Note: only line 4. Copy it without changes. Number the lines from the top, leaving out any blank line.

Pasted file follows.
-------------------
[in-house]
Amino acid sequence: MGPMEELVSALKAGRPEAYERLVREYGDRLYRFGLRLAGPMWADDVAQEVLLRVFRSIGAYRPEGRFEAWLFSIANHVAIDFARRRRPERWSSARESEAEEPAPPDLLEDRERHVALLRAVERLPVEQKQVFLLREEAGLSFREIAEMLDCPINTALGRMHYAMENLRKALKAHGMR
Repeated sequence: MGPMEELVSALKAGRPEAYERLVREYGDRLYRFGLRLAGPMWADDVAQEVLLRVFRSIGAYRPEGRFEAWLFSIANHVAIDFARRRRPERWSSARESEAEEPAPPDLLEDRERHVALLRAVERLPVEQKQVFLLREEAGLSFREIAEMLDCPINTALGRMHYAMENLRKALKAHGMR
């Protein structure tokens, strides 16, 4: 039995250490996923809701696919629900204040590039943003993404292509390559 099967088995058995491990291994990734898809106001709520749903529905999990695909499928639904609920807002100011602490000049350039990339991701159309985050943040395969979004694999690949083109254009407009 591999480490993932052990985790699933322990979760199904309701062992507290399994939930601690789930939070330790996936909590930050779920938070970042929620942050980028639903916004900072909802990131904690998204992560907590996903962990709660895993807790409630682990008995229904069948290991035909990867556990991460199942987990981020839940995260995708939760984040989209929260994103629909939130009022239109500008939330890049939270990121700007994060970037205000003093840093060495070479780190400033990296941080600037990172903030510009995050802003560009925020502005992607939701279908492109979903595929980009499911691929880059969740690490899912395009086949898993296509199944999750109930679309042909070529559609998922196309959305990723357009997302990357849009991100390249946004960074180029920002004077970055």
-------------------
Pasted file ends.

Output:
């Protein structure tokens, strides 16, 4: 039995250490996923809701696919629900204040590039943003993404292509390559 099967088995058995491990291994990734898809106001709520749903529905999990695909499928639904609920807002100011602490000049350039990339991701159309985050943040395969979004694999690949083109254009407009 591999480490993932052990985790699933322990979760199904309701062992507290399994939930601690789930939070330790996936909590930050779920938070970042929620942050980028639903916004900072909802990131904690998204992560907590996903962990709660895993807790409630682990008995229904069948290991035909990867556990991460199942987990981020839940995260995708939760984040989209929260994103629909939130009022239109500008939330890049939270990121700007994060970037205000003093840093060495070479780190400033990296941080600037990172903030510009995050802003560009925020502005992607939701279908492109979903595929980009499911691929880059969740690490899912395009086949898993296509199944999750109930679309042909070529559609998922196309959305990723357009997302990357849009991100390249946004960074180029920002004077970055």